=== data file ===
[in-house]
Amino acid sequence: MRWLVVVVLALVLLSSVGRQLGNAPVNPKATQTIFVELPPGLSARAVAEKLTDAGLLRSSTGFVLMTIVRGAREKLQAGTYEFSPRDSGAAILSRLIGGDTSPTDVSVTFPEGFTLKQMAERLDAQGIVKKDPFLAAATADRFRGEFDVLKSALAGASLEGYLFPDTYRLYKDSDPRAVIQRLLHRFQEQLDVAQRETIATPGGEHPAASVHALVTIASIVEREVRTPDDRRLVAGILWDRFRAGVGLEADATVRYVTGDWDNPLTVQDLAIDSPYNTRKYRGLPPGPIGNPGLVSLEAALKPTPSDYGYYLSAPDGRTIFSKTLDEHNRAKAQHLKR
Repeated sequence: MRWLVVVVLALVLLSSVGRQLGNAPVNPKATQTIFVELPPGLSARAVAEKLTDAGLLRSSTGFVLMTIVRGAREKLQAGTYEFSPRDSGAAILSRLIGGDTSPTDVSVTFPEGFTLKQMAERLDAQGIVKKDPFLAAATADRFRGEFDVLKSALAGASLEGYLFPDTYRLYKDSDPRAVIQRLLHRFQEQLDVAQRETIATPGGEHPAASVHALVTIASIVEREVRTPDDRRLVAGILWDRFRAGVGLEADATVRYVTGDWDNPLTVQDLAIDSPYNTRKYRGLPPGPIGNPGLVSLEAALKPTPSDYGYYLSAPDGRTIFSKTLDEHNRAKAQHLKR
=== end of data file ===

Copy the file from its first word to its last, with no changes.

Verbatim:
[in-house]
Amino acid sequence: MRWLVVVVLALVLLSSVGRQLGNAPVNPKATQTIFVELPPGLSARAVAEKLTDAGLLRSSTGFVLMTIVRGAREKLQAGTYEFSPRDSGAAILSRLIGGDTSPTDVSVTFPEGFTLKQMAERLDAQGIVKKDPFLAAATADRFRGEFDVLKSALAGASLEGYLFPDTYRLYKDSDPRAVIQRLLHRFQEQLDVAQRETIATPGGEHPAASVHALVTIASIVEREVRTPDDRRLVAGILWDRFRAGVGLEADATVRYVTGDWDNPLTVQDLAIDSPYNTRKYRGLPPGPIGNPGLVSLEAALKPTPSDYGYYLSAPDGRTIFSKTLDEHNRAKAQHLKR
Repeated sequence: MRWLVVVVLALVLLSSVGRQLGNAPVNPKATQTIFVELPPGLSARAVAEKLTDAGLLRSSTGFVLMTIVRGAREKLQAGTYEFSPRDSGAAILSRLIGGDTSPTDVSVTFPEGFTLKQMAERLDAQGIVKKDPFLAAATADRFRGEFDVLKSALAGASLEGYLFPDTYRLYKDSDPRAVIQRLLHRFQEQLDVAQRETIATPGGEHPAASVHALVTIASIVEREVRTPDDRRLVAGILWDRFRAGVGLEADATVRYVTGDWDNPLTVQDLAIDSPYNTRKYRGLPPGPIGNPGLVSLEAALKPTPSDYGYYLSAPDGRTIFSKTLDEHNRAKAQHLKR